Teams like Florida State and Oregon break a defense's will in systematic rhythms: They take what they're given, pick up small chunks of yards on every play, move the chains, control the clock and eventually punch in a touchdown.
But doesn't that just seem like too much effort?
Why go through such methodical motions when a touchdown could be one play away? Why risk fumbling or having the momentum curtailed with a holding penalty when certain running backs can take a carry to the house...from anywhere?
Big plays are a keystone part of college football, more so in the passing game than the running game but not endemic to one and not the other. There are tailbacks throughout the country who have proven the ground game to be nearly as explosive.
These following eight are the shiniest examples.
Michigan officially unofficially kicks off the 2014 season with the Mott Spring Football Game this Saturday at 2:00 p.m. ET, hoping to chase the burn of the 2013 campaign and see some much-needed improvement from its players.
This will be the public's first proper look at first-year offensive coordinator Doug Nussmeier, who came to Ann Arbor from Alabama this offseason; and as befitting for a new, high-profile coach and a unit that struggled historically a season ago, the offense is what most fans are eager to see this weekend.
Starting with the quarterback competition—waged primarily between Devin Gardner and Shane Morris—it is reasonable to expect some good things from both sides. Gardner is ahead of schedule in rehab for the foot he broke at the end of last season, so don't expect to see him scrambling around the field, but he has worked well from the pocket all spring and is ready to display his new-found competence to the masses. He thinks this job should be his.
Bleacher Report's Barrett Sallee disagrees:
From Morris, it is unrealistic to expect Jameis Winston from Florida State's spring game in 2013. It's not that unrealistic, though, once you really think about it. Morris is as far removed from high school as Winston was at the time, and he was just as highly regarded as a prospect. Why shouldn't he come out and light Michigan Stadium aflame?
There is almost nothing Morris can do on Saturday to make himself the front-runner for the job. That will be Gardner's role heading into fall camp. What he can do, however, if he shows more confidence and less check-down tendencies than he did against Kansas State, is pull more or less even with Gardner and make this conversation feel less media-contrived for the rest of the summer and fall.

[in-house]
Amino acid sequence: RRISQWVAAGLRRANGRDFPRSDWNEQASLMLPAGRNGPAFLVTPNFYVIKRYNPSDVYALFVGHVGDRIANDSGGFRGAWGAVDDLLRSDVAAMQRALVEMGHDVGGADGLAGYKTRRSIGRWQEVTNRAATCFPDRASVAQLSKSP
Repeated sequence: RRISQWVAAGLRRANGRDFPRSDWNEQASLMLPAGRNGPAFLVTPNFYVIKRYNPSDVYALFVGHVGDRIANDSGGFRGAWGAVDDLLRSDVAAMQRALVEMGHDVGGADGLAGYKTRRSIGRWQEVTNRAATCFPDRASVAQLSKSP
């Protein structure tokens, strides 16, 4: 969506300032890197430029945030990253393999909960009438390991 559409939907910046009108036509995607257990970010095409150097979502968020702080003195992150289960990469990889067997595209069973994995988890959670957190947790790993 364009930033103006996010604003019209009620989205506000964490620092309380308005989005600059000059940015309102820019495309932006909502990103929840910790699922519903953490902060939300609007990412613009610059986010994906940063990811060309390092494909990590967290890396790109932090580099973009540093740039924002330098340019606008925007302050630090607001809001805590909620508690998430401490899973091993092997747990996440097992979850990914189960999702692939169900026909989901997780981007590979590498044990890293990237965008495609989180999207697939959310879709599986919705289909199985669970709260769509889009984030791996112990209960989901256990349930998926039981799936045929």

It is reasonable to expect (or at least hope for) that to happen.
Elsewhere on the offense, it is unfair to expect a raised-from-the-dead running game. Nussmeier did a great job with running backs and offensive linemen at Alabama, but these things take time. It is fair to expect improvement—a unit that's a work in progress—but crazy to expect a group that was so bad in 2013 to lose Taylor Lewan, Michael Schofield and (for the time being) Graham Glasgow, then come out in the spring game and bash skulls.
Having said that, anything other than marked improvement from running backs Derrick Green and DeVeon Smith would be disheartening. According to Nick Baumgardner of MLive.com, head coach Brady Hoke praised both for their form in spring camp and remarked on Green's improved fitness after a slow freshman year.
"(Green is) in shape, and just experience (has made him better)," Hoke said. "He understands the expectations a little more with clarity. And that's part of it."
The other big question on offense, of course, is at receiver. Drake Harris' injury puts a damper on what would have otherwise been a massively important day, but a first glimpse at fellow early enrollee Freddy Canteen should keep the audience compelled.
If he's as good (and as confident) as the reports coming out of camp seem to indicate, Michigan might not struggle quite so much to replace Jeremy Gallon, Drew Dileo, Jeremy Jackson and Joe Reynolds.
And boy, wouldn't that be a relief?
The defense is far more stable than the offense, so we'll spend less time speculating what things we might see on Saturday.
Greg Mattison's unit held the team together in 2013 and stands to get better this season, though watching Jake Ryan transition from outside to inside linebacker should be interesting.
(Because he is Jake Ryan, however, it is fair to expect the best.)
One more realistic expectation: There will be a palpable feeling of incompleteness in the stadium, and it won't go away for the better part of the summer—until Jabrill Peppers arrives on campus.